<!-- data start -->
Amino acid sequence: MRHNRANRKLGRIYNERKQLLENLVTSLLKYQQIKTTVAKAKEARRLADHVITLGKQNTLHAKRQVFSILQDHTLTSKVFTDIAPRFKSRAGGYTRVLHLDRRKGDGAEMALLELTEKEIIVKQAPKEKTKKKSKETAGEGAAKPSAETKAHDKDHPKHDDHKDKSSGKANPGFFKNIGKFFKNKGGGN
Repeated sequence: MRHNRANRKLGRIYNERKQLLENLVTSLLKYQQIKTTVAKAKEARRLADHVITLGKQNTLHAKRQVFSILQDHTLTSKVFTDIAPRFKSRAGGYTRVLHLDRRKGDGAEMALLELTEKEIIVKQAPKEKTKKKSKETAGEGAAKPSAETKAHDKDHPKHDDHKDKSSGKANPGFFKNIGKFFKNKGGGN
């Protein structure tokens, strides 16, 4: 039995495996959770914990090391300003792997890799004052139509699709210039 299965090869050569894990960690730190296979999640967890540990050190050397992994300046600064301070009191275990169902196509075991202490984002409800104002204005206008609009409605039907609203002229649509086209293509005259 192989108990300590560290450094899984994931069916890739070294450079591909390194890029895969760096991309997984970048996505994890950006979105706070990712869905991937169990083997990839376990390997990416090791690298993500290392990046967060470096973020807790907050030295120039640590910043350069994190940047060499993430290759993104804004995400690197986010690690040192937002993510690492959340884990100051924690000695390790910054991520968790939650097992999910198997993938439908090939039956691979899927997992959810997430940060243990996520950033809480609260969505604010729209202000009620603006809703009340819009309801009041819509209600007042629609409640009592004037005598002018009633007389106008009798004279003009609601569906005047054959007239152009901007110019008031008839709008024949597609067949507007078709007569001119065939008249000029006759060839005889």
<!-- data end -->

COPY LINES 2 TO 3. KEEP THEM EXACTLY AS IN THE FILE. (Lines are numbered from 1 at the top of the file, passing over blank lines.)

Repeated sequence: MRHNRANRKLGRIYNERKQLLENLVTSLLKYQQIKTTVAKAKEARRLADHVITLGKQNTLHAKRQVFSILQDHTLTSKVFTDIAPRFKSRAGGYTRVLHLDRRKGDGAEMALLELTEKEIIVKQAPKEKTKKKSKETAGEGAAKPSAETKAHDKDHPKHDDHKDKSSGKANPGFFKNIGKFFKNKGGGN
């Protein structure tokens, strides 16, 4: 039995495996959770914990090391300003792997890799004052139509699709210039 299965090869050569894990960690730190296979999640967890540990050190050397992994300046600064301070009191275990169902196509075991202490984002409800104002204005206008609009409605039907609203002229649509086209293509005259 192989108990300590560290450094899984994931069916890739070294450079591909390194890029895969760096991309997984970048996505994890950006979105706070990712869905991937169990083997990839376990390997990416090791690298993500290392990046967060470096973020807790907050030295120039640590910043350069994190940047060499993430290759993104804004995400690197986010690690040192937002993510690492959340884990100051924690000695390790910054991520968790939650097992999910198997993938439908090939039956691979899927997992959810997430940060243990996520950033809480609260969505604010729209202000009620603006809703009340819009309801009041819509209600007042629609409640009592004037005598002018009633007389106008009798004279003009609601569906005047054959007239152009901007110019008031008839709008024949597609067949507007078709007569001119065939008249000029006759060839005889």